The consolidation of the UK master trust market will see £1.5bn (€1.7bn) in assets shift between pension schemes, according to estimates by one provider.
Master trust Smart Pension predicted that the consolidation would occur among over 6,200 schemes with fewer than 100 members, which manage assets of £1.3bn according to figures from the Pensions Regulator (TPR).
It added that a further £400m could also shift as around 20 established master trusts struggle to cope with new capital requirements the UK government has pledged to impose on multi-employer defined contribution (DC) schemes in an effort to avoid the cost of disorderly wind-ups being met by savers.
Peter Walker, COO of Smart Pension, said the pensions market was set to see “unprecedented” movement within the market over the next two years as funds consolidate.
“The schemes involved are not simply going to be smaller master trusts set up to handle auto enrolment that will not meet upcoming capital adequacy requirements,” he said, “but will include many smaller employer-run DC schemes that will be looking to use the economies of scale and higher quality governance and administration available via a master trust in the face of rising compliance costs.”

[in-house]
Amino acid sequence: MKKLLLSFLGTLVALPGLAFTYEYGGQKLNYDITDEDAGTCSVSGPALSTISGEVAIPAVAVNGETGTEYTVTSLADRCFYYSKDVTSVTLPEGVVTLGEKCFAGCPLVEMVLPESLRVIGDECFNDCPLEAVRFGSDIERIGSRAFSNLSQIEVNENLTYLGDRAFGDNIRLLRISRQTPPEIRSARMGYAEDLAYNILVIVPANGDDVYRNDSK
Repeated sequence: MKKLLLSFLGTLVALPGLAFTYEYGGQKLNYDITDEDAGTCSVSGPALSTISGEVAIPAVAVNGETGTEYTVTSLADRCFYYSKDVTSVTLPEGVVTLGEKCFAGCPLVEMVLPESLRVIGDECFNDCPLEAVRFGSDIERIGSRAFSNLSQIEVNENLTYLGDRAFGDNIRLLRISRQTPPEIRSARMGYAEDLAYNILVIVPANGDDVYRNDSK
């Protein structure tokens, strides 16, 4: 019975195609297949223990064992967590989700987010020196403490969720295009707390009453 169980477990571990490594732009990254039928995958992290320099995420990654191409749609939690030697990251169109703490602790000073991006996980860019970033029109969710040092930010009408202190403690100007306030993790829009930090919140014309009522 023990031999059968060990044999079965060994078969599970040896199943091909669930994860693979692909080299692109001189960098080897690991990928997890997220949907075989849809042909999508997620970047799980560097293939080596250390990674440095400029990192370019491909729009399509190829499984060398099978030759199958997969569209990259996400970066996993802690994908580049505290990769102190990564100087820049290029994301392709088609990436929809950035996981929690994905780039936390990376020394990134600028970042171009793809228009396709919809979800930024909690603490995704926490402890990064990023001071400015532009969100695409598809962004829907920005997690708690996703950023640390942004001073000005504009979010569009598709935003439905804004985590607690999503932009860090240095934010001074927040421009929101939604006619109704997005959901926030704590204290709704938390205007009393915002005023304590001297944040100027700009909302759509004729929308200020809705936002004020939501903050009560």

Smart Pension is not the only provider hoping to absorb smaller-scale DC providers, and IPE understands at least one other master trust in the market is including mergers with existing DC schemes within its business plan as a means of growing its asset under management, in addition to attracting new inflows.
TPR is fully aware of the problems associated size of the UK master trust market, and its executive director for regulatory policy, Andrew Warwick-Thompson, has previously questioned how it should best prevent further growth in the number of providers in the market.
Nigel Waterson, the chair of trustees at master trust Now Pensions, has previously suggested TPR act as a “marriage broker” in bringing about consolidation in the market, which, as of April, had seen the launch of 100 master trusts, of which over 70 were active.
The regulator has championed the idea of consolidation since then, proposing it should be able to merge schemes it deems “sub-standard”.